Mechanism of hChonJ cells-mediated immune suppression

We tested whether the inhibition of T cell proliferation by hChonJ cells was dependent on a cell to cell contact mechanism or mediated by soluble molecules. hChonJ cells expressed co-inhibitory molecules PD-L1 and PD-L2 (Fig. 2c), which are known to regulate immune response [18]. To examine if the inhibitory mechanism is caused by cell to cell contact, non-dividing hChonJ cells (5 × 104 cells) were added to an MLR culture with neutralizing antibodies against PD-L1 and/or PD-L2 to mask co-inhibitory molecules expressed on hChonJ cells. Alloreactive T cell proliferation suppressed by hChonJ cells was significantly restored by the blockade of PD-L2 (p = 0.006), and both PD-L1 and PD-L2 (p < 0.001) (Fig. 4a). To examine if the inhibition is also caused by soluble molecules, we performed an MLR in a trans-well system where hChonJ cells were cultured in the upper compartment, physically separated from MLR culture in the lower compartment. We found that hChonJ cells did not exert the suppressive effects on MLR without physical contact (Fig. 4b). These results suggested that the immune suppression by hChonJ cells is mediated through a cell to cell contact not through soluble factors, and PD-L1 and PD-L2 present on hChonJ cells play an important role.
Fig. 4

Immunosuppressive mechanism of hChonJ. In order to investigate the mechanism involved in the suppression of T cell proliferation mediated by hChonJ cells, we evaluated whether this phenomenon was dependent on a cell to cell contact or soluble molecules. To study the involvement of the cell to cell contact mechanism, antibodies against PD-L1 and/or PD-L2 were directly added to the MLR culture. The involvement of soluble molecules was studied by using a trans-well system where hChonJ (upper compartment) was physically separated from the MLR culture (lower compartment). The proliferation of responder PBMCs was measured with 0.5 μCi 3H-thymidine. Alloreactive T cell proliferation that was suppressed by hChonJ cells was significantly restored by treatment of PD-L1 and/or PD-L2 antibodies (a), but hChonJ cells did not exert their suppressive effects on MLR culture in a trans-well system (b). Bars represented the change of 3H-thymidine uptake in comparison with an allogeneic MLR control (100%). These results are the representative of 3 independent experiments (Mean ± SE)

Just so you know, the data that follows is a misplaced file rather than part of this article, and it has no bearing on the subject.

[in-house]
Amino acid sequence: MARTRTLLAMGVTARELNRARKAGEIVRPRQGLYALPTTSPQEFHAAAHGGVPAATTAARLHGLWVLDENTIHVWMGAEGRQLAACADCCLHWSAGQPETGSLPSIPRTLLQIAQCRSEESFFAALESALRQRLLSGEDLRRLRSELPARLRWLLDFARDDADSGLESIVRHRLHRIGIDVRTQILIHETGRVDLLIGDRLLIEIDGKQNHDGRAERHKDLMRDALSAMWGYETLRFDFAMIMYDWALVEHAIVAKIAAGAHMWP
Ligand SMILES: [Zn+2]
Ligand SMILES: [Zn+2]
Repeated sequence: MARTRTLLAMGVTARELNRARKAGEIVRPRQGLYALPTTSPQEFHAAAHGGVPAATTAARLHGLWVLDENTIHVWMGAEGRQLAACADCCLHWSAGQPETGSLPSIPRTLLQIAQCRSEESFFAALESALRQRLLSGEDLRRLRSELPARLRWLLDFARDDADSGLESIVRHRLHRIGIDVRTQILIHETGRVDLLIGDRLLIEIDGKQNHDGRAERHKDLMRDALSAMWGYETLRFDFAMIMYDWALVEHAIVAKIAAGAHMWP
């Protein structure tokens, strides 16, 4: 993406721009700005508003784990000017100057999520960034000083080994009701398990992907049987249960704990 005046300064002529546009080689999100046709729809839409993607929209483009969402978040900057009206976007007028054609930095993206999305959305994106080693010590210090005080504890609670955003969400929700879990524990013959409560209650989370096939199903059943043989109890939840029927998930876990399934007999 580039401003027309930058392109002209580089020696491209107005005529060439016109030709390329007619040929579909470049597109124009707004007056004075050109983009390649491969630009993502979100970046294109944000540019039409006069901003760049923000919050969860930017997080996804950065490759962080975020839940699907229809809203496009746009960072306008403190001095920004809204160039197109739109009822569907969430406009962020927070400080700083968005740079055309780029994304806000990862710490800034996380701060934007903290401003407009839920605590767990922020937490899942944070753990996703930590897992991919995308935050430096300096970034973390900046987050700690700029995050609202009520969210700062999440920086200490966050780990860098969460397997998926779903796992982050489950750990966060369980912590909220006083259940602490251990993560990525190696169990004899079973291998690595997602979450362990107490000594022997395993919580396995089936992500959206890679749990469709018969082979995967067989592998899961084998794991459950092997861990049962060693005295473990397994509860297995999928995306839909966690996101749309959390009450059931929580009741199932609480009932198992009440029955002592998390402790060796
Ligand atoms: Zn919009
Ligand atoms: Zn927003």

Expression of indoleamine 2,3-dioxygenase on hChonJ cells

We investigated further if there are other mechanisms responsible for the immunosuppressive activity of hChonJ cells. We selected indoleamine 2,3-dioxygenase (IDO) as a candidate because it is well-known that IDO can suppress T-cell immune response by catabolizing the essential amino acid tryptophan along the kynurenine pathway from the cellular microenvironment [1921]. In this study, we investigated whether hChonJ cells express IDO. We cultured hChonJ cells with or without IFN-gamma, and performed RT-PCR to detect IDO mRNA. As shown in Fig. 5, we observed that hChonJ cells did not express IDO mRNA under normal condition but did express IDO mRNA when they were treated with IFN-gamma. We also analyzed the expression of IDO mRNA by qRT-PCR. When hChonJ cells were treated with IFN-gamma, the Ct value of IDO mRNA was changed from baseline undetected (Ct ≥ 40) to 19.47 (SD = 0.82). This result confirmed the RT-PCR data showing that the IDO gene expression was induced by IFN-gamma treatment in hChonJ cells.
Fig. 5

RT-PCR analysis for indoleamine 2,3-dioxygenase (IDO). IDO mRNA expression in hChonJ was analyzed by RT-PCR. The RT-PCR results showed the expression of IDO mRNA was induced by IFN-gamma treatment. Beta-actin mRNA served as an internal control

Discussion